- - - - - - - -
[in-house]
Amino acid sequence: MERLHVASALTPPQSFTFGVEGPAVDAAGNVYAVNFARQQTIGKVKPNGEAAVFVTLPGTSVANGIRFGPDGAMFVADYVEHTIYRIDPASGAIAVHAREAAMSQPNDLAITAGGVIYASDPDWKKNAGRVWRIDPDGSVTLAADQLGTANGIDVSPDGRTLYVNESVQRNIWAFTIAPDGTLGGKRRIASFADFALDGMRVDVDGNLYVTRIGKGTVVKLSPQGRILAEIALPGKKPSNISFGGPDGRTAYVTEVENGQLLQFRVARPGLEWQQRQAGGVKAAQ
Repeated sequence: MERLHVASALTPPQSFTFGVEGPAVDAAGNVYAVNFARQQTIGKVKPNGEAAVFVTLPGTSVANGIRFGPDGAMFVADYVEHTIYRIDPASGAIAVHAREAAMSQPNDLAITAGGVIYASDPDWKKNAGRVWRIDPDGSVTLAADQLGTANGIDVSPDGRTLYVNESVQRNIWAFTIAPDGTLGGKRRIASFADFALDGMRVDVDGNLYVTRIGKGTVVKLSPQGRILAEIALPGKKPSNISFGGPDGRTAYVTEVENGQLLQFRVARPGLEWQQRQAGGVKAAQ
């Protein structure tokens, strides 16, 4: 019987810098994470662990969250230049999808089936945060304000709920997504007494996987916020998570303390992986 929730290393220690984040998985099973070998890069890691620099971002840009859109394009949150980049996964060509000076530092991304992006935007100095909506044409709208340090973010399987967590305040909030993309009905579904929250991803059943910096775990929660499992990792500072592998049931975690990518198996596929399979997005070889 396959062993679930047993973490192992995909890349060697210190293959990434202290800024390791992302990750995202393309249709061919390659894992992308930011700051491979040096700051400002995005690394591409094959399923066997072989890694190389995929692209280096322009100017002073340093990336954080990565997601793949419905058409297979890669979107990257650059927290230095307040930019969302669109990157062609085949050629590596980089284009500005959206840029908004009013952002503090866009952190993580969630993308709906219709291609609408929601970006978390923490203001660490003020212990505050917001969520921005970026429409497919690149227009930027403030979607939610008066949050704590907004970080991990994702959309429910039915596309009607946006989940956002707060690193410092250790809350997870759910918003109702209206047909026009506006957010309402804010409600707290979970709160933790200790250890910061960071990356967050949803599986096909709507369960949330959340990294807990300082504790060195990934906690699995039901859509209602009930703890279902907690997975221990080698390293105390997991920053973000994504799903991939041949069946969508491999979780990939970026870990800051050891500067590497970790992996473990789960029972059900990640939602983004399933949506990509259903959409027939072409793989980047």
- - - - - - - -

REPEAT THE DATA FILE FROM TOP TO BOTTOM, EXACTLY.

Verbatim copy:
[in-house]
Amino acid sequence: MERLHVASALTPPQSFTFGVEGPAVDAAGNVYAVNFARQQTIGKVKPNGEAAVFVTLPGTSVANGIRFGPDGAMFVADYVEHTIYRIDPASGAIAVHAREAAMSQPNDLAITAGGVIYASDPDWKKNAGRVWRIDPDGSVTLAADQLGTANGIDVSPDGRTLYVNESVQRNIWAFTIAPDGTLGGKRRIASFADFALDGMRVDVDGNLYVTRIGKGTVVKLSPQGRILAEIALPGKKPSNISFGGPDGRTAYVTEVENGQLLQFRVARPGLEWQQRQAGGVKAAQ
Repeated sequence: MERLHVASALTPPQSFTFGVEGPAVDAAGNVYAVNFARQQTIGKVKPNGEAAVFVTLPGTSVANGIRFGPDGAMFVADYVEHTIYRIDPASGAIAVHAREAAMSQPNDLAITAGGVIYASDPDWKKNAGRVWRIDPDGSVTLAADQLGTANGIDVSPDGRTLYVNESVQRNIWAFTIAPDGTLGGKRRIASFADFALDGMRVDVDGNLYVTRIGKGTVVKLSPQGRILAEIALPGKKPSNISFGGPDGRTAYVTEVENGQLLQFRVARPGLEWQQRQAGGVKAAQ
């Protein structure tokens, strides 16, 4: 019987810098994470662990969250230049999808089936945060304000709920997504007494996987916020998570303390992986 929730290393220690984040998985099973070998890069890691620099971002840009859109394009949150980049996964060509000076530092991304992006935007100095909506044409709208340090973010399987967590305040909030993309009905579904929250991803059943910096775990929660499992990792500072592998049931975690990518198996596929399979997005070889 396959062993679930047993973490192992995909890349060697210190293959990434202290800024390791992302990750995202393309249709061919390659894992992308930011700051491979040096700051400002995005690394591409094959399923066997072989890694190389995929692209280096322009100017002073340093990336954080990565997601793949419905058409297979890669979107990257650059927290230095307040930019969302669109990157062609085949050629590596980089284009500005959206840029908004009013952002503090866009952190993580969630993308709906219709291609609408929601970006978390923490203001660490003020212990505050917001969520921005970026429409497919690149227009930027403030979607939610008066949050704590907004970080991990994702959309429910039915596309009607946006989940956002707060690193410092250790809350997870759910918003109702209206047909026009506006957010309402804010409600707290979970709160933790200790250890910061960071990356967050949803599986096909709507369960949330959340990294807990300082504790060195990934906690699995039901859509209602009930703890279902907690997975221990080698390293105390997991920053973000994504799903991939041949069946969508491999979780990939970026870990800051050891500067590497970790992996473990789960029972059900990640939602983004399933949506990509259903959409027939072409793989980047």